Gillian Robespierre

Obvious Child

Editor’s note: Our review of Obvious Child originally ran during this year’s Sundance Film Festival, but we’re re-running it now as the film opens in limited release. Donna Stern (Jenny Slate) has a problem with sharing – specifically, she shares too much when she’s on stage doing stand-up comedy; her act is peppered with scatological humor, jokes about other bodily fluids, and personal information about her romantic life. It’s not something her boyfriend Ryan (Paul Briganti) likes so much, which is probably why he thinks it’s appropriate to break up with her after one of her sets, at the bar where does her comedy, in the joint’s grubby communal bathroom. While staring at his phone. And confessing that he’s been banging her friend Kate. Perhaps Donna’s actual problem is that she’s been saddled with a heartless douchebag boyfriend for quite some time, but all that sharing can’t be helping so much (or can it?). Slate shines as Donna in Gillian Robespierre’s feature debut (Robespierre is also responsible for the film’s screenplay, which she penned with input from Karen Maine, Elisabeth Holm, and Anna Bean), taking what could be a very expected character (a shiftless Brooklyn hipster) and a very standard plotline (after losing her boyfriend, she also loses her job, has a one night stand with a stranger and gets knocked up) into something witty, funny and real. Robespierre’s Obvious Child smacks with relatability, believability and an honesty that’s rare these days, while also tackling a big social issue (that […]

read more...

Obvious Child trailer

One of the breakout hits from this year’s Sundance Film Festival was a film that has romance, yes, and is definitely a comedy, but perhaps not exactly a typical rom-com. At least, nothing you’ve probably seen starring Kate Hudson and a nondescript white bachelor suitor probably involves a plotline centered upon abortion. As it turns out, Obvious Child maybe just isn’t that obvious of a choice. The film, directed by Gillian Robespierre, focuses on a down on her luck comedian named Donna, played by real life comedian and former Saturday Night Live member Jenny Slate. After a particularly heinous breakup, Donna downspirals, losing her job and sending her already shaking existence as an unambitious twenty-something into overdrive. Even something good, like a silly one night stand with a new guy who seems to share her proclivities for farts and fun, leads to an unexpected and unwanted pregnancy.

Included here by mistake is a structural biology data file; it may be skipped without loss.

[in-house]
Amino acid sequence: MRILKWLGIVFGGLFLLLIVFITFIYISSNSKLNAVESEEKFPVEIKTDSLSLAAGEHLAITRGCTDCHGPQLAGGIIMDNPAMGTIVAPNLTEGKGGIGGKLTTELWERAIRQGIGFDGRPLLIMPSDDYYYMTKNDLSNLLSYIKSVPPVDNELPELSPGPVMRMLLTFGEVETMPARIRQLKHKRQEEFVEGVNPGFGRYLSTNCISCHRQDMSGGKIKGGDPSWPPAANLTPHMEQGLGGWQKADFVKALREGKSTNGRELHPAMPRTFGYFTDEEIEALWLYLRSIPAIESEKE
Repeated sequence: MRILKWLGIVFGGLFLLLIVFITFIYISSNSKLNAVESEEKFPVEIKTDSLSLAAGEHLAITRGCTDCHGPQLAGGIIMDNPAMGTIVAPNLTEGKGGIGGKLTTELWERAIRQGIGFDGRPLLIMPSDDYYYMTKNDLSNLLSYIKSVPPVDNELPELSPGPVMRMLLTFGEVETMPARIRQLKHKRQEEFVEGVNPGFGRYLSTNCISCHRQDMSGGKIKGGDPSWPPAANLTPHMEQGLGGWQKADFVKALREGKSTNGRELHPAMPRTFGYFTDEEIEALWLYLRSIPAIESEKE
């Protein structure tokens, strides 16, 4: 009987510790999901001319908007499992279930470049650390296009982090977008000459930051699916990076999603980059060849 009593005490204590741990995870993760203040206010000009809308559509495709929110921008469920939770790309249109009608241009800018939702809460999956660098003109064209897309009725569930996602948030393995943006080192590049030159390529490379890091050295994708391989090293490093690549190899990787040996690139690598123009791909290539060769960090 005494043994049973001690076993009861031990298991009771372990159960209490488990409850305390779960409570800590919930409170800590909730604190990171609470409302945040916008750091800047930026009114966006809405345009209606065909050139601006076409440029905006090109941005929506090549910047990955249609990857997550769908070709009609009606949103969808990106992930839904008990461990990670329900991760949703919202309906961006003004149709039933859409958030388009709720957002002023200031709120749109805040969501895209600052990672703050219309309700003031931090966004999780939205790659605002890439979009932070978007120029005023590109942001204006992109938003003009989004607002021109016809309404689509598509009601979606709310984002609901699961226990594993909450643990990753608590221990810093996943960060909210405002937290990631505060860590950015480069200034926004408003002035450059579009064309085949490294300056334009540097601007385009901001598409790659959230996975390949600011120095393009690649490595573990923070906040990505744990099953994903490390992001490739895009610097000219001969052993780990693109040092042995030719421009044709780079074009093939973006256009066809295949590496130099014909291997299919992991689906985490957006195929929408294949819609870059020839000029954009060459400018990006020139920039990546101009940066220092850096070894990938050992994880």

read more...

jenny slate obvious child

First of all, let’s not get confused. There are two films at Sundance next month with almost the same name. There’s The Obvious Child, a 12-minute animated short by Stephen Irwin (trailer here). And there’s the feature rom-com Obvious Child by Gillian Robespierre, which is the focus of this week’s column. To clear up more confusion, yes, there was already a film called Obvious Child by Gillian Robespierre. That 23-minute short from 2009 (which was once accessible on Vimeo but is now password protected — boooo!), is the precursor to this feature, which expands upon its story of a young woman who has an abortion and it’s not that big a deal. Like the original version, the new one stars Jenny Slate, the comedienne who infamously said the F-word on SNL on her debut episode. Now she’s maybe better known for her hilariously bonkers role as Mona-Lisa on Parks and Recreation. That’s where I know her from best, anyway (not counting the Marcel the Shell shorts that I always forget are voiced by her). I guess she also stars in the Alvin and the Chipmunks movies. Good for her. So does David Cross, who also co-stars in Obvious Child. Others in the cast include former child star turned Indie Spirit Award nominee Gaby Hoffman, late regular on The Office Jake Lacy (Pete aka “Plop”), Slate’s Bestie x Bestie partner Gabe Liedman and the always lovable character actor Richard Kind.

read more...
Some movie websites serve the consumer. Some serve the industry. At Film School Rejects, we serve at the pleasure of the connoisseur. We provide the best reviews, interviews and features to millions of dedicated movie fans who know what they love and love what they know. Because we, like you, simply love the art of the moving picture.
Comic-Con 2014
Summer Box Office Prediction Challenge
Got a Tip? Send it here:
editors@filmschoolrejects.com
Publisher:
Neil Miller
Managing Editor:
Scott Beggs
Associate Editors:
Rob Hunter
Kate Erbland
Christopher Campbell
All Rights Reserved © 2006-2014 Reject Media, LLC | Privacy Policy | Design & Development by Face3